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Beehive Geyser eruption (4:11-4:16 PM, 19 October 2020) | by James St. John
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Beehive Geyser eruption (4:11-4:16 PM, 19 October 2020)

(from the Old Faithful web camera)

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Beehive Geyser is the tallest regularly-performing geyser in the Geyser Hill Group of Yellowstone's Upper Geyser Basin. Eruption columns are steady, relatively slender, and reach 150 to 200 feet high. In recent years, Beehive Geyser erupts approximately once a day for about five minutes. Eruptions are usually preceded by an eruption from Beehive's Indicator Geyser, located about 7 feet away from the northeastern base of Beehive's cone.

 

Beehive Geyser's cone is about 4 feet tall and subcylindrical. The vent at the summit is relatively small. The cone itself is composed of geyserite - also called siliceous sinter. Geyserite is a friable to solid chemical sedimentary rock composed of opal (hydrous silica, a.k.a. opaline silica: SiO2·nH2O). It forms by precipitation of hydrous silica from hot spring water. Geyserite is the dominant material at & around Yellowstone hot springs and geysers (the Mammoth Hot Springs area is a major exception to this). The silica in the geyserite is ultimately derived from leaching of subsurface, late Cenozoic-aged rhyolitic rocks by hot and superheated groundwater. Rhyolite is an abundant rock at Yellowstone.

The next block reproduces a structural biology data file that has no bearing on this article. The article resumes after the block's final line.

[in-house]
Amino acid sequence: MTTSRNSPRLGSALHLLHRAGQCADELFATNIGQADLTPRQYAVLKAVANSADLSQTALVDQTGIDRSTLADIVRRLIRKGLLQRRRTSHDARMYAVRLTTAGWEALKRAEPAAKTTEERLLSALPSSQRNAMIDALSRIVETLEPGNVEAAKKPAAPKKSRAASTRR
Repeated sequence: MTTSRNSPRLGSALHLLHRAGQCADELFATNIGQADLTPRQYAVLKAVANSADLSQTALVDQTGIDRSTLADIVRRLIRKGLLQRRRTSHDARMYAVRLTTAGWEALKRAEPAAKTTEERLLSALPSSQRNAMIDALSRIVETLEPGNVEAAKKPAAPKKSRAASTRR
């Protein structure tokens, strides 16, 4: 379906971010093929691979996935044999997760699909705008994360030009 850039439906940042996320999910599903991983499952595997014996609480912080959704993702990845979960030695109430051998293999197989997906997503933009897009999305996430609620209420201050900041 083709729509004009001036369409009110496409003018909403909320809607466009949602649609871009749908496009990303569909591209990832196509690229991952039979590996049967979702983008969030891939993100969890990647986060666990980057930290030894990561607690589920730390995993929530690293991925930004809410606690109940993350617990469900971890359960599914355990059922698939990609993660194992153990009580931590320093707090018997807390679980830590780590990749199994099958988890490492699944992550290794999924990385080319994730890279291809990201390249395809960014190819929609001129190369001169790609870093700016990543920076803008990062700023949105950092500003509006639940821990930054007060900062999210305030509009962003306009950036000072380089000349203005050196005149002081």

The outer walls of the cyclindrical portion of Beehive's cone are slightly irregular and nondecorated. The summit is mostly covered with nodulose to pustulose geyserite. Historically, the outer walls of Beehive were also covered with nodulose geyserite - this was thoroughly vandalized by tourists. See: www.flickr.com/photos/jsjgeology/30900207587

 

Location: 44° 27' 45.41" North latitude, 110° 49' 47.98" West longitude

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Videos of Beehive Geyser eruptions:

2014 - www.youtube.com/watch?v=285HeoYNzBk

2015 - www.youtube.com/watch?v=NoHByYEnSw4

2016 - www.youtube.com/watch?v=CMsz9FAY1qg

2017 - www.youtube.com/watch?v=9qv-ELWHXbA

2018 - www.youtube.com/watch?v=e2WFxpMkfX8

 

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Uploaded on October 19, 2020